The rise and fall of French emperor Napoleon Bonaparte (Joaquin Phoenix), his battles and his love for Joséphine (Vanessa Kirby).
In an interview with the “New Yorker,” Ridley Scott explained what interested him about Napoleon Bonapparte: on one hand there are the battles, on the other hand “who was this guy and why was he vulnerable? Because of this woman named Joséphine.“ In Scott’s two and a half hour cinema version – the four hour version will arrive on Apple TV+ soon – the focus is primarily on the battles. There were surely other aspects of Bonaparte that would’ve been interesting to explore: the difficulty of enforcing bourgeois jurisdiction and administration against feudalistic societies, Napoleon's progressive legislation of the “Cinq Codes” in Europe, which is still largely constitutive of the rule of law today. This contrasts with Napoleon's reintroduction of slavery in the French colonies. However, Scott is neither interested in the progressive nor the reactionary aspects of Napoleon.
In the defense of Paris against the royalist uprising of 13 Vendémiaire, when 25,000 royalist soldiers tried to storm the convent and Napoleon took over the capital's garrison of just 5,000 men and was declared the "Savior of the Republic," Scott shows it as Napoleon's massacre of angry, barely armed civilians. Scott clearly places his protagonist on the roguish side of history here. The Napoleonic Wars are solely imperial conquests for Scott. It doesn't matter that they might have something to do with the conflict between the first European republic and feudalism.
Ridley Scott directs a purely cinematic story, with great, thrilling, and amusing set pieces like Napoleon’s opulent self-crowning as “the emperor of the French,” which Scott shows as a pompous farce. The battles are the absolute highlights of the film, from the risky conquest of Toulon to the episode where Scott has Napoleon shoot at the pyramids during the Egyptian expedition, to the virtuoso stagings of the Battle of Austerlitz and Napoleon's defeat at Waterloo. As a director of battles, Ridley Scott is not inferior to LORD OF THE RINGS director Peter Jackson, and in the battles he also shows an interest in recreating historical tactics, like Napoleon's infantry squares tactic, used to repel enemy cavalry attacks which is implemented at Waterloo by Wellington (Rupert Everett).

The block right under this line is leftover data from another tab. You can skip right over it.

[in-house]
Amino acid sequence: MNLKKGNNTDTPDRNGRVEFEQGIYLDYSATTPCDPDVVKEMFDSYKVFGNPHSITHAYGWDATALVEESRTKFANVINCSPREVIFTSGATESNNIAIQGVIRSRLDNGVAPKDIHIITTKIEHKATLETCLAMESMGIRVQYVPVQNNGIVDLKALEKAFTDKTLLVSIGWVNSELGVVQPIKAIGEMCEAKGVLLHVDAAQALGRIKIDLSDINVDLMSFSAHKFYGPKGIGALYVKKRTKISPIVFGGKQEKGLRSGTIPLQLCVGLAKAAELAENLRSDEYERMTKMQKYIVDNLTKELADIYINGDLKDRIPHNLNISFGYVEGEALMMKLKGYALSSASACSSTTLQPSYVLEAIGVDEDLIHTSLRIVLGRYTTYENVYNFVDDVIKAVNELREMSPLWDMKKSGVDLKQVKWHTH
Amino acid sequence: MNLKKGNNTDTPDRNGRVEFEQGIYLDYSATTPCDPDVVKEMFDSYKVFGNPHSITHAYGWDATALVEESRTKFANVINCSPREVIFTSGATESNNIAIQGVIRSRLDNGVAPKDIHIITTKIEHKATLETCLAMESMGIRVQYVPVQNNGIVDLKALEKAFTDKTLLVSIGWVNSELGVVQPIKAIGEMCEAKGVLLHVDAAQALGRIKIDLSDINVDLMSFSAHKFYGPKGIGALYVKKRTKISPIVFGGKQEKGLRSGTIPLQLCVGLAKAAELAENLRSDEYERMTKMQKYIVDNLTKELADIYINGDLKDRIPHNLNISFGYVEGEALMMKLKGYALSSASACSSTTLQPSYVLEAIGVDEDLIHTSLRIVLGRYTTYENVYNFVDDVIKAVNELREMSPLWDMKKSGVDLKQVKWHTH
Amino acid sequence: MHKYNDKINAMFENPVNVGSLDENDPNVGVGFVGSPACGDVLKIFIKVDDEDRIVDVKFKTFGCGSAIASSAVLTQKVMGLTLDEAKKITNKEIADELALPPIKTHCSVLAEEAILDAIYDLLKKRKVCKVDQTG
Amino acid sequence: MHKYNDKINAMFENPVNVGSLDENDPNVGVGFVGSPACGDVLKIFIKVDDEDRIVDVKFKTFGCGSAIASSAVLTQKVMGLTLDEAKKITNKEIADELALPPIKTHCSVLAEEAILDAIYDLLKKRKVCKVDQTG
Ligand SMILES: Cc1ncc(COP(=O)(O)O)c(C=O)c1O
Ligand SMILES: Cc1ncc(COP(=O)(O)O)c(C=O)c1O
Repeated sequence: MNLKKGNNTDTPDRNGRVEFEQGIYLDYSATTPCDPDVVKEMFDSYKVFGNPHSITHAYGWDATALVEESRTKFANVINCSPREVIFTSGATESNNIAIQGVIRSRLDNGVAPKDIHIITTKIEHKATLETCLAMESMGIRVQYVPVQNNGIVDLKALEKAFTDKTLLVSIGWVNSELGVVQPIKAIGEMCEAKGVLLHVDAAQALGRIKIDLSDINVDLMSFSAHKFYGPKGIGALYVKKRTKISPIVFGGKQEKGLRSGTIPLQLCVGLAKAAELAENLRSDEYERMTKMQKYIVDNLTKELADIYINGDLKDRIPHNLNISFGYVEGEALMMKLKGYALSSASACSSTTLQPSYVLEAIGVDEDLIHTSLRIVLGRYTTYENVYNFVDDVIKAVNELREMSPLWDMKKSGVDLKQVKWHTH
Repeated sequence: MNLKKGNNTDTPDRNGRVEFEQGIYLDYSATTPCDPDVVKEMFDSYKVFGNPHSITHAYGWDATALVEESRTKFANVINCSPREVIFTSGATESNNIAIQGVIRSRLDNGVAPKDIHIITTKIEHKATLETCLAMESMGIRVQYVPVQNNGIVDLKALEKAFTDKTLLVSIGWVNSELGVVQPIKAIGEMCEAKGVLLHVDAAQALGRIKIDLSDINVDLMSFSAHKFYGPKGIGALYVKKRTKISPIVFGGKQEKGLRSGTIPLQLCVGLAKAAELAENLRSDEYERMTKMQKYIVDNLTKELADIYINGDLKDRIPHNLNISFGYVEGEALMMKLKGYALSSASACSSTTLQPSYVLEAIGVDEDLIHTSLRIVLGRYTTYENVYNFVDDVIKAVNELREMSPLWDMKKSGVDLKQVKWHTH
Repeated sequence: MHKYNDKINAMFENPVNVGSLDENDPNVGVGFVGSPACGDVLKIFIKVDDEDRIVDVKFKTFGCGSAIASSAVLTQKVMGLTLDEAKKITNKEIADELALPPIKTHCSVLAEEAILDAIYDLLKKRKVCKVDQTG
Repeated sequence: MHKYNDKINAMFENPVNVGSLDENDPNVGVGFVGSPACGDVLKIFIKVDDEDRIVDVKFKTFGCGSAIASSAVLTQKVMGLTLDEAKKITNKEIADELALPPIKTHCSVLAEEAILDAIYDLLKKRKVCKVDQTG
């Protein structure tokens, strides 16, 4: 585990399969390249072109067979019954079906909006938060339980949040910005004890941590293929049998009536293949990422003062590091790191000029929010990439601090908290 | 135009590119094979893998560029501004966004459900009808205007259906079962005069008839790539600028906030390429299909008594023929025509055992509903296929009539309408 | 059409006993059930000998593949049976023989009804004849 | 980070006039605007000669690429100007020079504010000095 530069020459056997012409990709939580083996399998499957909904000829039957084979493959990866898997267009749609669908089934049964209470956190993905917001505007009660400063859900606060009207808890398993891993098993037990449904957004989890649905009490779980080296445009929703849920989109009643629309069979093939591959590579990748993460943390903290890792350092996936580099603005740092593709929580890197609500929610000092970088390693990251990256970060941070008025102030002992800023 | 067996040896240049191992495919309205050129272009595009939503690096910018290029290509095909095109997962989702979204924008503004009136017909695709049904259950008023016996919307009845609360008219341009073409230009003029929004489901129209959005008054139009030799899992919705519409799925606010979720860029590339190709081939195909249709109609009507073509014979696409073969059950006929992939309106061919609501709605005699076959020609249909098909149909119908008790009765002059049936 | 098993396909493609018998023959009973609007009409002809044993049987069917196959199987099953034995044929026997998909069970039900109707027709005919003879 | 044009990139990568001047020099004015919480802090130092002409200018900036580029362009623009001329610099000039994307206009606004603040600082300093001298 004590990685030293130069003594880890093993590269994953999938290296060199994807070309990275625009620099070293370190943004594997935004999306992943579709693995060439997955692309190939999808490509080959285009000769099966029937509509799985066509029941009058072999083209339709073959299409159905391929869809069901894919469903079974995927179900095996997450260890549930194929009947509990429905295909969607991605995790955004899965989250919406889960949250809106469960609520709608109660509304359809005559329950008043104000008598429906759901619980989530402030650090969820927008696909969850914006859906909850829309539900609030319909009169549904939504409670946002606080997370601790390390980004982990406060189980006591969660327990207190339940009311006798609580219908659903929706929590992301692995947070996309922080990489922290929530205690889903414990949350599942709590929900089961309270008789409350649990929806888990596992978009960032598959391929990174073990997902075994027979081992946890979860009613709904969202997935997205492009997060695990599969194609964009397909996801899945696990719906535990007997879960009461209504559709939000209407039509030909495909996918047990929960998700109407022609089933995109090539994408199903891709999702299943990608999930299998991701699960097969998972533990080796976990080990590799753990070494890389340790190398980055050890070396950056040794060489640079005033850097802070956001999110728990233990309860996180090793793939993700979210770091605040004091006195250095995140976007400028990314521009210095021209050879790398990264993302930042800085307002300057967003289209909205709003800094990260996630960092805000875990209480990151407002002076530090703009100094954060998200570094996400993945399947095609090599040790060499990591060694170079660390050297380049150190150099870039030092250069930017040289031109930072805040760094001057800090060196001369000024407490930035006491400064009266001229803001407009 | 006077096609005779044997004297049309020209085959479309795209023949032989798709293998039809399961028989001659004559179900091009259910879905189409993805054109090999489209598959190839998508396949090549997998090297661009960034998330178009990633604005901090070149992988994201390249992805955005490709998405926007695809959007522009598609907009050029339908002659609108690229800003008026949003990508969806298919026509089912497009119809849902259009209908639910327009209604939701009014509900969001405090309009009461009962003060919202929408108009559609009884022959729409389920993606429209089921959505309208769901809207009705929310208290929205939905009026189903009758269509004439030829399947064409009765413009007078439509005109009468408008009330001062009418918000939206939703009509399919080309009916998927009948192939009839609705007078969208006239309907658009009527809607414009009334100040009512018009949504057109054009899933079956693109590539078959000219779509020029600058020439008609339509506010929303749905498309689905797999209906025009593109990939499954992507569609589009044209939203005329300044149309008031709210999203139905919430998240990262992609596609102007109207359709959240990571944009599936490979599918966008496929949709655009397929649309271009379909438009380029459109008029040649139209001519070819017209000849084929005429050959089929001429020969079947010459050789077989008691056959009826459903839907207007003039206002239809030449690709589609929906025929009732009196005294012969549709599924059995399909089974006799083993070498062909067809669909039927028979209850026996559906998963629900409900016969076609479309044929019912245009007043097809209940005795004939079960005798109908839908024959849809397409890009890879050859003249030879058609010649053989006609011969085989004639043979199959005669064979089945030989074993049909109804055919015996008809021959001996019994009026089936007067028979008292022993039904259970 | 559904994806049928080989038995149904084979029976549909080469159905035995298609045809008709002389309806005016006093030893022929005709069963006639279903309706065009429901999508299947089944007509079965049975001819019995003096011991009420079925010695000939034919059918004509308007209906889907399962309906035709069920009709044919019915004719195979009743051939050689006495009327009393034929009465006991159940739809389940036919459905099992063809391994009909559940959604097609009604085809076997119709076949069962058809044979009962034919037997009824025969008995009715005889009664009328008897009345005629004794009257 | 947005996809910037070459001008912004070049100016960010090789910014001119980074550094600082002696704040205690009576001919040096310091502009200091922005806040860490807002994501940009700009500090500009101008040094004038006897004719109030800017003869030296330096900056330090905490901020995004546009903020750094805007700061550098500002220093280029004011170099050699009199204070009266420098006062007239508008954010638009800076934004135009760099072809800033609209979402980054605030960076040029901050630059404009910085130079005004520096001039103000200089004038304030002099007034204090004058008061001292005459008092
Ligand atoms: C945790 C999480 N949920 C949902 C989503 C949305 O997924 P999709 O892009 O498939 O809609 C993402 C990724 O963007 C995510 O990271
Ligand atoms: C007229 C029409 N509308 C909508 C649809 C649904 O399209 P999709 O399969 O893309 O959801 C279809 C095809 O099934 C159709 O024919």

Despite the 158 minute running time, the staging of the relationship with Joséphine de Beauharnais seems quite rushed in the theatrical version, and the character of Joséphine is rather unfocused. It is possible that the longer TV version, which will be available on Apple+ after the theatrical release, will be more dedicated to the relationship. Joaquin Phoenix’s Napoleon is a man who is unsure around women, sometimes in a brutal way, sometimes seeming like an insecure schoolboy. He meets Joséphine at a ball, where she presents her “coiffure à la victime.” The short hair fashion among French aristocrats is a play on the hair of the executed people that was shaved short at the back of their necks, intended to ensure that the blade of the guillotine hit the right spot. Joaquin Phoenix shows a man who doesn’t know how to appeal to Joséphine, falling back on the self-staging of military masculinity. Phoenix does this with excellent timing, virtuoso acting, and humor. He hops from one foot to the other, doesn't seem to know what to do with his hands or his gaze, and finally falls back to adopting a laboriously manufactured military pose. The few sex scenes are short and staged as brutally as they are chaste.
NAPOLEON works as a spectacle and also as a satire on the military character which Klaus Theweleit described in “Männerphantasien” (trans. male fantasies). Those expecting a historically accurate portrait of the real figure are definitely in the wrong film. But Scott makes the two and a half hours appear too short rather than too long. NAPOLEON is definitely great cinema.
Translation: Elinor Lewy
USA 2023, 158 min
Genre: Historical Film, Biography
Director: Ridley Scott
Author: David Scarpa
DOP: Dariusz Wolski
Montage: Sam Restivo, Claire Simpson
Music: Martin Phipps
Distributor: Sony Pictures
Cast: Joaquin Phoenix, Vanessa Kirby, Ben Miles, Tahar Rahim, Ludivine Sagnier, Ian McNeice, John Hollingworth, Paul Rhys
- OV Original version
- OmU Original with German subtitles
- OmeU Original with English subtitles
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